Legislators from maize growing zones in the country, particularly the Rift Valley want the government to immediately halt importation of maize until it has mopped up the 2022 harvest, citing the interests of farmers.
The elected leaders from the zones will be meeting Agriculture Cabinet Secretary Mithika Linturi and his Trade counterpart Moses Kuria to discuss the way forward on plans to import maize.
Nandi Senator Samson Cherargei, who is among those opposed to plans to import 10 million bags of maize to mitigate the current food crisis in the country, said the MPs from the region will do everything possible to bar the duty-free imports.
He told Mr Kuria to suspend the process until February to allow farmers to harvest their maize and sell it.
The senator said farmers from the maize-growing parts of the Rift Valley are anticipating a bumper harvest, hence importation of the maize will flood local markets at their expense.
“For farmers in the North Rift and most parts of Kenya where we plant maize, this is the harvest season and we thought it wise that the Ministry of Trade should hold on importation of maize until we harvest ours and the NCPB (National Cereals and Produce Board) opens the stores for farmers to deliver their produce,” said the Nandi senator.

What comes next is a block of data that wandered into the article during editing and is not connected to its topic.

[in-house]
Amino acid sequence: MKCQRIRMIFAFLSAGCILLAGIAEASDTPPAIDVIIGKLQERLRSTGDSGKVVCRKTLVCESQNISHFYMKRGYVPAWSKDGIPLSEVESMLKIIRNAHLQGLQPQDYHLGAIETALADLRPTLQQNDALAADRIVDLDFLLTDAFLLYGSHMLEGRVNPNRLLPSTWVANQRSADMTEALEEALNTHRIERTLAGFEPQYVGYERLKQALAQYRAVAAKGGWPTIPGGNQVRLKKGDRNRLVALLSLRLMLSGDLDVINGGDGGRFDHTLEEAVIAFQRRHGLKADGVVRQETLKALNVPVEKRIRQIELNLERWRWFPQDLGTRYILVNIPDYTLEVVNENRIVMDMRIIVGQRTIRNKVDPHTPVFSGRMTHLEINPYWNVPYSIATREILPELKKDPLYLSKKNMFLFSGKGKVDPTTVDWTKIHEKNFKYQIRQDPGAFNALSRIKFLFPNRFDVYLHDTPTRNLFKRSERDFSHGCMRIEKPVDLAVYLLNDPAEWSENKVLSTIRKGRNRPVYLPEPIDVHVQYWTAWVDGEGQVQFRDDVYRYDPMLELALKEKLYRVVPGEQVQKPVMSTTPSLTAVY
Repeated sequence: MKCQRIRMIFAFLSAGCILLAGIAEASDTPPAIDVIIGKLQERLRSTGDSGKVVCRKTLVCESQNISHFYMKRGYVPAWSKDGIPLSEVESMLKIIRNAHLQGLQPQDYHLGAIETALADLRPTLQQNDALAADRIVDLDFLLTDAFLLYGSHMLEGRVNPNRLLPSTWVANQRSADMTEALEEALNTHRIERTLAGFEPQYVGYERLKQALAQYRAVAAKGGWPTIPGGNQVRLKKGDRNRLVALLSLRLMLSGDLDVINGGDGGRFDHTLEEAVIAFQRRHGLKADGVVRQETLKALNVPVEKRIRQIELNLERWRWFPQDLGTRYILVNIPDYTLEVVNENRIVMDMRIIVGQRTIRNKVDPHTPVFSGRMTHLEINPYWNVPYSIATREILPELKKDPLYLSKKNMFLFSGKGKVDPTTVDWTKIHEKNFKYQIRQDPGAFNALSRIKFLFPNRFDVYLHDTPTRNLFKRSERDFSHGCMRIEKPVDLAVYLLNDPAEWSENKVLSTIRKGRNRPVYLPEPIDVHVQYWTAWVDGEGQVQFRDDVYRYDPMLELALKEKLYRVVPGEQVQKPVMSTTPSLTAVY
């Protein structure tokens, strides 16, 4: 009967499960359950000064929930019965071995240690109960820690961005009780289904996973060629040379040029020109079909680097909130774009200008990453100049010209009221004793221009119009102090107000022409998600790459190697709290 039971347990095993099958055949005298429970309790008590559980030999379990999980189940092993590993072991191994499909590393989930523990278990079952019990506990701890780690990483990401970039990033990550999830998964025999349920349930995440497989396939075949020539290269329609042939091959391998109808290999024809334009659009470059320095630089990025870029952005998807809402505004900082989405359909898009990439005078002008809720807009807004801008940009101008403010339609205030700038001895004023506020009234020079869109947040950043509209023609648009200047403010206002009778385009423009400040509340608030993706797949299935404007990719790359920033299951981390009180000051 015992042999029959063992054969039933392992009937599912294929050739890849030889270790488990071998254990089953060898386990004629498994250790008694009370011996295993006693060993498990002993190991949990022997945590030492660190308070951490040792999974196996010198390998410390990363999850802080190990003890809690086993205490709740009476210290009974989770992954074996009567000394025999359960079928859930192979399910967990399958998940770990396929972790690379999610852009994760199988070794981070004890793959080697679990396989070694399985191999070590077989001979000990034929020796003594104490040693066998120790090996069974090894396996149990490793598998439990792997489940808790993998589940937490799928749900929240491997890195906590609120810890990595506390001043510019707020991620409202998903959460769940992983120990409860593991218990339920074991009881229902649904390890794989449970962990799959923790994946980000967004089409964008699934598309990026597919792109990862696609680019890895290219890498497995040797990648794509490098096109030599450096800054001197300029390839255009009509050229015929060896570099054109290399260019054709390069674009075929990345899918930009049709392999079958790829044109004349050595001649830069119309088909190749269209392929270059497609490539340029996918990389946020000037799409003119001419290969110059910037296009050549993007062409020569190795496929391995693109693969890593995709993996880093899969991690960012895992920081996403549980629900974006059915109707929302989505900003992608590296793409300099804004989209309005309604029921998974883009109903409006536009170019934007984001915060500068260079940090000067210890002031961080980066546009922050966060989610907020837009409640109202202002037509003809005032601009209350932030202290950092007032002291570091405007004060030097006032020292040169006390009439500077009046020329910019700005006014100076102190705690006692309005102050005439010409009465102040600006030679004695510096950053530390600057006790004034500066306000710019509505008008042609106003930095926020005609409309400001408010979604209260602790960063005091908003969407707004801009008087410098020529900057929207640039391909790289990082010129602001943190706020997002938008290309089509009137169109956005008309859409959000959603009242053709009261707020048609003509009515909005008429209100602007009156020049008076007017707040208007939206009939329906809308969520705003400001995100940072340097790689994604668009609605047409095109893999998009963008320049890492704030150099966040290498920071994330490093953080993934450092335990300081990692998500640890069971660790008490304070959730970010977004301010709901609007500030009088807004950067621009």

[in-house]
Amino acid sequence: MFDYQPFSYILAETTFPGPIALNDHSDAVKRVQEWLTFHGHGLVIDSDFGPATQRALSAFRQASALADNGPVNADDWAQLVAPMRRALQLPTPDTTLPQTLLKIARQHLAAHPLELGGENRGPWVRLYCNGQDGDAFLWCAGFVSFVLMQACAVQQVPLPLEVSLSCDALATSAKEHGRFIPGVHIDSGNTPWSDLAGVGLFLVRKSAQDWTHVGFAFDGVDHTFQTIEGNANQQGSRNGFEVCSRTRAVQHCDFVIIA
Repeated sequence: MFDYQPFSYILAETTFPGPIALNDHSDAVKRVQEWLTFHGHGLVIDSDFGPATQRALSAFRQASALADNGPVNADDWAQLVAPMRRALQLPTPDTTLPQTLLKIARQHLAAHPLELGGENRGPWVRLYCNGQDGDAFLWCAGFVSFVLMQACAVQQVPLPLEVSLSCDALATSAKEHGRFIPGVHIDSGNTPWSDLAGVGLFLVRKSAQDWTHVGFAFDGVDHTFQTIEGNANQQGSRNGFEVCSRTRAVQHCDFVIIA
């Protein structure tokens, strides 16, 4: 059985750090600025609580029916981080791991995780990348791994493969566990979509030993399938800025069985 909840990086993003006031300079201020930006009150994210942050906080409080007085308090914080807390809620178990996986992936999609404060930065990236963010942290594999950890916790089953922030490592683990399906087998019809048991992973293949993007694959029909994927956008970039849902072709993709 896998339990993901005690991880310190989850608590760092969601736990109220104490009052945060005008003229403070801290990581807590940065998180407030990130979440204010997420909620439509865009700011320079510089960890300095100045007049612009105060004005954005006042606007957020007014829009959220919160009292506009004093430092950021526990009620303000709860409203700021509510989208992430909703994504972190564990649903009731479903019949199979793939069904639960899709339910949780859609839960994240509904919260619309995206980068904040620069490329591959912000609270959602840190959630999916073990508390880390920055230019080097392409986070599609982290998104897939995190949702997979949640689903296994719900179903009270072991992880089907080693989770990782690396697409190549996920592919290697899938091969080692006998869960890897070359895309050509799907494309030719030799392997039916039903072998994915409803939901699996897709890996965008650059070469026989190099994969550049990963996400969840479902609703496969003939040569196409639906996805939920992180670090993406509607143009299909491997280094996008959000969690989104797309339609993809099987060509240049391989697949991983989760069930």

He wants the government to set viable prices for maize from farmers ahead of the anticipated harvest.
Mr Cheragei said that the importation of 10 million bags of maize will greatly affect the price of local maize, bearing in mind that the cost of farming inputs during the last planting season was extremely high.
The legislator defended farmers against allegations of hiding maize, accusing NCPB of delaying the opening of their stores for farmers to start delivery.
“NCPB has not opened its stores and prices have not been set. I wonder why CS Kuria says that farmers are not bringing maize yet the stores have not been opened to receive maize from farmers,” said Mr Cherargei.
He added that this season, farmers are likely to harvest more than 40 million bags of maize, which is sufficient to feed the nation.
According to him, importing maize will be a big blow to farmers and it will kill their morale as they will be forced to sell their produce at throwaway prices.
The legislators also want the government to stop lowering maize prices and instead ensure the buying price is proportional to the cost of inputs.
“The government must stop lowering the price of maize and the lowest price we are anticipating should be above Sh3,500 per sack during harvesting season,” said Mr Cherargei. “Avoid lowering prices to a point where it doesn’t match the input costs incurred by maize farmers.”
Last week, Mr Kuria said the government has allowed the importation of GMO and non-GMO maize into the country for the next six months.
He said the move was meant to help improve the food security situation in the country.